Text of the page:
The Odum-1 discovery on the West Cape Three Points License is a stratigraphic trap in a Campanian age fan system and opens a second new play fairway in the Tano basin, the company said. The company has identified further prospectivity in the Campanian play on the West Cape Three Points and Deepwater Tano licenses.

Odum-1, drilled to 3,387 m in 955 m of water 13 km from Jubilee field, encountered 22 m of net pay in a 60-m gross oil column. It is suspended as a future development well.

The Songa Saturn drillship will move to drill Mahogany-2, the next appraisal well in Jubilee field.

“While appraisal of the upside of Jubilee is ongoing, the field partnership is also working on plans for a phased development of the field. The Eirik Raude fifth-generation semisubmersible has been contracted for a minimum of 3 years and is a critical element in our plan to target first oil in 2010,” Tullow said.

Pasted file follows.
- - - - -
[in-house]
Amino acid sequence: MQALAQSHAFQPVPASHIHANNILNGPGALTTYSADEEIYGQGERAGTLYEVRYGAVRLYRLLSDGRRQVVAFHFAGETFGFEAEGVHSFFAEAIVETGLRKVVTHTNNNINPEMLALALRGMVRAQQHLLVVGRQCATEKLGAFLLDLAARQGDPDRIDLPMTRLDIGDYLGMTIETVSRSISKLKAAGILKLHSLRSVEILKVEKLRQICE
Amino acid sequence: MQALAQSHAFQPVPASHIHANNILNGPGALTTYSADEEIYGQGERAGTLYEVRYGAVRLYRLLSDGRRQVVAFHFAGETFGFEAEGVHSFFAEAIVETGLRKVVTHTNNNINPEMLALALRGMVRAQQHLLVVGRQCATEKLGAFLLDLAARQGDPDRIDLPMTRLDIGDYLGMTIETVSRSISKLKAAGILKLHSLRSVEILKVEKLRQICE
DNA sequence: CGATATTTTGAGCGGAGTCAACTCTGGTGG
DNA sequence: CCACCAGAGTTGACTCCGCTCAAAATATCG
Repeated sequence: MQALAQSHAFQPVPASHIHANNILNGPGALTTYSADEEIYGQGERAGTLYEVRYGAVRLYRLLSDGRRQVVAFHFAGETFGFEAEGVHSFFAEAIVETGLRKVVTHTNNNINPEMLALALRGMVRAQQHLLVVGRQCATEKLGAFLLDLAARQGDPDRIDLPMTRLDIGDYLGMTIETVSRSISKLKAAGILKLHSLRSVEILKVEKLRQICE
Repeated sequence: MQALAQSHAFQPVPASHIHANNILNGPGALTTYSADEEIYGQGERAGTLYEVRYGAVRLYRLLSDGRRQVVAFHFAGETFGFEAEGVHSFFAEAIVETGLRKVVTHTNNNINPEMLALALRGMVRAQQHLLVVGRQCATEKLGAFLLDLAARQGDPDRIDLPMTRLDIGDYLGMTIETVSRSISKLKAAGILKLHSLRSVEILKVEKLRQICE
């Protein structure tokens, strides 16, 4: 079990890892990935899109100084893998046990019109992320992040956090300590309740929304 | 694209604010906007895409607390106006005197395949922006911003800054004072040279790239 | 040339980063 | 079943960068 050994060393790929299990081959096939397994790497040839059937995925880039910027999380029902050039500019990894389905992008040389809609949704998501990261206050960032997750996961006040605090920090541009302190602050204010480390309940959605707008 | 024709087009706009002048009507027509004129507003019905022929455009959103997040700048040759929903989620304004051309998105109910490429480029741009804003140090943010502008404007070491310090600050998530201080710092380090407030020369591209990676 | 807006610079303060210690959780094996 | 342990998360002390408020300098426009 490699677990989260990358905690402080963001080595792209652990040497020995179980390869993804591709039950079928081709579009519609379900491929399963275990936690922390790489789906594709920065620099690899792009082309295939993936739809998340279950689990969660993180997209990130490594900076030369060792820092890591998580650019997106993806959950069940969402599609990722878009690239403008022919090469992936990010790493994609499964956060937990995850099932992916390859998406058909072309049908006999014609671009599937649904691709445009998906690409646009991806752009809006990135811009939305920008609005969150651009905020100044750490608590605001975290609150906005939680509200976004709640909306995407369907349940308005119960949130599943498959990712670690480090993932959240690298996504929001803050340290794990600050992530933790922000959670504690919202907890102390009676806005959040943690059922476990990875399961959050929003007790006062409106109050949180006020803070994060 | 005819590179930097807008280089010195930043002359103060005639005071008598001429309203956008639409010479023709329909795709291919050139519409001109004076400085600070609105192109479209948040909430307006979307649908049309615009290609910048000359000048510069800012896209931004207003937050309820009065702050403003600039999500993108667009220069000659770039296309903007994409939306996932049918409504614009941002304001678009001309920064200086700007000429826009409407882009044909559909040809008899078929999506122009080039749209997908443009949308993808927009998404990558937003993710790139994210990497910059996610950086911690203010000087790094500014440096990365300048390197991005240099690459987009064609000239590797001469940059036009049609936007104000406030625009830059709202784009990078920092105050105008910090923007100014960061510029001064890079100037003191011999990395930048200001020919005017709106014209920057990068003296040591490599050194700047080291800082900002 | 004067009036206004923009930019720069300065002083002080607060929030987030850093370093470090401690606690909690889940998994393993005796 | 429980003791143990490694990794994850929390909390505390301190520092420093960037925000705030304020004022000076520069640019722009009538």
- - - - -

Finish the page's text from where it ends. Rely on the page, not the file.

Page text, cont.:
Meanwhile, Tullow plans to redrill its Ngassa-1 high-angle well on Block 2 in Uganda from an alternative location. TD is 1,635 m.

The well cut 6 m of net gas bearing sands, and thick claystone seals provided good encouragement about underlying oil prospectivity. However, the primary and secondary oil objectives weren’t reached due to persistent borehole instability.

Mariner starts gas field in Atwater Valley

Mariner Energy Inc., Houston, started gas production Feb. 15 from two-well Bass Lite field in the deepwater Gulf of Mexico.

The wells, in 6,750 ft of water on Atwater Valley Block 425, represent one of the gulf’s deepest deepwater developments. Initial production of 60 MMcfd of biogenic gas flows via a 56-mile subsea tieback to the Devil’s Tower spar on Mississippi Canyon Block 773.